The first thing Dermot and I noticed was the early evening drifting of seabirds, as the winter sun set over Ringaskiggy behind us. They looked like black-headed gulls but we couldn’t see, from the distance. What was most striking was the silence, as they flew in Vs of eight or ten or twelve. Seaward, over the narrow channel of water at East Ferry. They flew effortlessly, in precise lines, rotating to take the point of the V. Purposefully; a low white script against the background browns and blacks of the water and the far shore.
I imagined them making their way to some waterside sleeping ground, in the outer harbour or even beyond, on some shingle maybe under a cliff near Roche’s Point or Myrtleville or Fountainstown. Communing quietly through the night, in the dark, beyond the high tide. Or sleeping, beak under wing, as waves pulled and pushed sand and stone below them.
But why did they fly so silently? And why did it seem so striking to me? I don’t know. Maybe it was just because I wasn’t expecting it in the stillness of the day.
We were at the end of our walk along the narrow road that meanders east-west and then north-south by the waterside. We’d parked the car on a small jetty where the Ballynacurra River opens out into the inner estuary.
Then, at the moment the gloom of the dusk becomes darkness, nailing shut the day; when distances becomes vague, perceptions fade and the old part of our imaginations dominates the new part of our senses – then the crows came.
Many of them were already on the high beech and scots pine trees above us. We were under their croaking and cawing before we knew it. But the unmistakeable silhouettes of more rooks in flight were taking shape in the air too. Flocks appearing overhead, out of the north and the east.
One huge gathering arrived, hundreds of birds, chattering to each other as they flew and soared and circled and flapped down to land, and chattering too to those who had already settled in to the night roost. Looking up, our senses were overpowered by the immensity of the numbers and the seeming threat of their closeness, their otherness.
Out over the water we saw more and more of them approach, in an almost endless flow. And just when we thought that must be it, others would appear, in small groups or large. Resolutely. As if by design, or to some very deep rooted plan or purpose hatched before we humans began to measure our time. And as we looked up at them, it appeared that they looked back down, that they knew more about us than we knew about them; that perhaps they even understood us, and our seemingly self-important (but in reality) petty passings to and fro. As if they shared that knowing among them up in the trees, and calmly accepted it as night accepts morning.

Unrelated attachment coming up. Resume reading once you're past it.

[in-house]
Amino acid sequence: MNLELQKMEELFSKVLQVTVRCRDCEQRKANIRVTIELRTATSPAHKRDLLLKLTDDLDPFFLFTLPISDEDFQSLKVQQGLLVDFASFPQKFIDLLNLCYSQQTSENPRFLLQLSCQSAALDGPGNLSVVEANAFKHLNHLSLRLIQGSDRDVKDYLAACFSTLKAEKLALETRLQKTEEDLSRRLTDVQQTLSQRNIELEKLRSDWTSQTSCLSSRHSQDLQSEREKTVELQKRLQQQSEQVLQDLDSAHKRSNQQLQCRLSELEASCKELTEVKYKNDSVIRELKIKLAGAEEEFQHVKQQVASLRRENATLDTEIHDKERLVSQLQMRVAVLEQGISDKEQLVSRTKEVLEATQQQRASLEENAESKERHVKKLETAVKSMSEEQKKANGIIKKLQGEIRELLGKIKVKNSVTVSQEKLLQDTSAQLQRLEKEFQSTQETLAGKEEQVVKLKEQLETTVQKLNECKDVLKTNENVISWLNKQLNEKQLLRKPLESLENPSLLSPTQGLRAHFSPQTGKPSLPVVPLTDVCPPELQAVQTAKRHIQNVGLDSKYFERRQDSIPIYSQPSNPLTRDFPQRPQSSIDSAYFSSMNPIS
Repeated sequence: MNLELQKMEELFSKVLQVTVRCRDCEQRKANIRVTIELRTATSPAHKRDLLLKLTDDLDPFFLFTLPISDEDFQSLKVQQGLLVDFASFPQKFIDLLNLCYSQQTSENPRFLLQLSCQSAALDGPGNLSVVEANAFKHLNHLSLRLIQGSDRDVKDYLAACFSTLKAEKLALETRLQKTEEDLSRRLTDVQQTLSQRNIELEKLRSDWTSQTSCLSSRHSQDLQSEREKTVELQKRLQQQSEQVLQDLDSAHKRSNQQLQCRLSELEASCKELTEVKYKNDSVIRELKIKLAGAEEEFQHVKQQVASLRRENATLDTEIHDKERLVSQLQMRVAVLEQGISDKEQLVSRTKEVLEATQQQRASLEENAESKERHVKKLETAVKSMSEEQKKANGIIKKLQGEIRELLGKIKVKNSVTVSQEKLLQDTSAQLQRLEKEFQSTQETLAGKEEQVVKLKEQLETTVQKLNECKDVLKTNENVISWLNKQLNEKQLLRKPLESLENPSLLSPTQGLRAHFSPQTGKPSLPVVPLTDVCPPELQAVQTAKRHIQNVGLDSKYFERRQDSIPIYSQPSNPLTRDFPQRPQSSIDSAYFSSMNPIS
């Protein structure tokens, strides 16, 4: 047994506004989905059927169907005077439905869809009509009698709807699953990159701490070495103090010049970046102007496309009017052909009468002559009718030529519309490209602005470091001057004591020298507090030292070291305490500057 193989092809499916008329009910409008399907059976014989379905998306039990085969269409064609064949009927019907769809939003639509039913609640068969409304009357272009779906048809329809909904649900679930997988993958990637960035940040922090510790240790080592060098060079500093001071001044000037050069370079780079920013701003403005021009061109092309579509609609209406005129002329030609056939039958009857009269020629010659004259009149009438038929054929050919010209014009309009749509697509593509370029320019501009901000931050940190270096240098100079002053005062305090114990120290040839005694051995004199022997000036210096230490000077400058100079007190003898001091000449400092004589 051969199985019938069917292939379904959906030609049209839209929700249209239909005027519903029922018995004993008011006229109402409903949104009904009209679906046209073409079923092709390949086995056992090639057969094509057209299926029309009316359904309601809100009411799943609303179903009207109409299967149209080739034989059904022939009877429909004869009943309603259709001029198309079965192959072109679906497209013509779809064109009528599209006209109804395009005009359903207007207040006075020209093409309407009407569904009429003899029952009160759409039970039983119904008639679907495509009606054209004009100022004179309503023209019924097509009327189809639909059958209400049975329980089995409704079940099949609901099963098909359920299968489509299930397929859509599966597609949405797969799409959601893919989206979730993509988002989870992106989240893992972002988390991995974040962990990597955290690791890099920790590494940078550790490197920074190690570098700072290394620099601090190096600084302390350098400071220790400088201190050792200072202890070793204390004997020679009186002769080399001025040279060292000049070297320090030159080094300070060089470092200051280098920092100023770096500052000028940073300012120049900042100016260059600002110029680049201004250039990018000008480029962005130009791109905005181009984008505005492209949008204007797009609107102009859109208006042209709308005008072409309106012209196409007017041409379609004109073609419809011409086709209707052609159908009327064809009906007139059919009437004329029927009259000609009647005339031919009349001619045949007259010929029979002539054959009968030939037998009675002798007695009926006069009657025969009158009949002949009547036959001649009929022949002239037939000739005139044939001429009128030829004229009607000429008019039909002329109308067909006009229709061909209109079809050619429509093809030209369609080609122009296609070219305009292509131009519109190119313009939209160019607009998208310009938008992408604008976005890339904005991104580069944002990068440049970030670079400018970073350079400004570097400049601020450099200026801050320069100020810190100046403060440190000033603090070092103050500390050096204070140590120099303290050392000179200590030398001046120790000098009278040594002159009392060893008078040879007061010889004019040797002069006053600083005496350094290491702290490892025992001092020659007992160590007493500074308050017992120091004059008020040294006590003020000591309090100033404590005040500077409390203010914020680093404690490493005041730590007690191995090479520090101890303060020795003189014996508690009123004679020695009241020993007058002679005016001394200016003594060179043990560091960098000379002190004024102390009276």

Wheeling overhead, descending on treetops and branches and roadside wires. Noisy, brash and dark. Thousands and thousands of them, there, right there, just there – settling. Quieting down for the coming of the night.
Now, corvids are notoriously social beings, they seem to do almost everything in groups and families. They nest in large numbers, you can see the rookeries appear in the high trees this time of year. But the night roosts can comprise vast numbers of birds.
Mark Cocker, in his immensely beautiful observation on corvids (Crow Country, Vintage, 2008) mentions numbers of up to 40,000 birds in one roost in Buckenham Carrs in Norfolk. That’s hard to imagine. Certainly in the roost we saw there were thousands but nothing like that. When I went back a couple of weeks later, with Cathy, the number was smaller, but the whole group then crossed the water to what seemed like a vast gathering the large woods there.
But the numbers don’t matter, really, because what was most overpowering was the sense of them. The presence they were able to generate, the meaning and power behind their manifestation.
At times it felt threatening, at times exhilarating, at times otherworldly – as more and more birds arrived and landed. Their range of calls, chattering, cawing, squawking, croaking and chirping even. The deep guttural cough of the rook, the high cack-cack-cack of the jackdaw. The density of the sound, like a blanket above us. Rooks and jackdaws, but mostly rooks, with their grey beaks and black claws and the deep dark serrations of their wingtips clear against the sky as they noisily and gracefully descended.
And we knew that now we weren’t in our world anymore, or in our time, we were in theirs. We had been transported. The hairs on the back of our necks told us how strange and inexplicable the shift that had taken place.
This was older than us and beyond us, of a wisdom that came up from the earth and down from the sky when earth and sky were young, and we humans were unknown and unnecessary; we were the anachronism in this scene, these gatherings have been been happening for countless millennia – this communion.
We stood there, just waiting, not speaking. And then it was pitch dark and the birds became still and silent and obscure, and eventually unseen in the thickening shadow above us. In their own time, their own space.
Video of Roost at Buckenham Marshes in Norfolk:
Feature Image: David Brook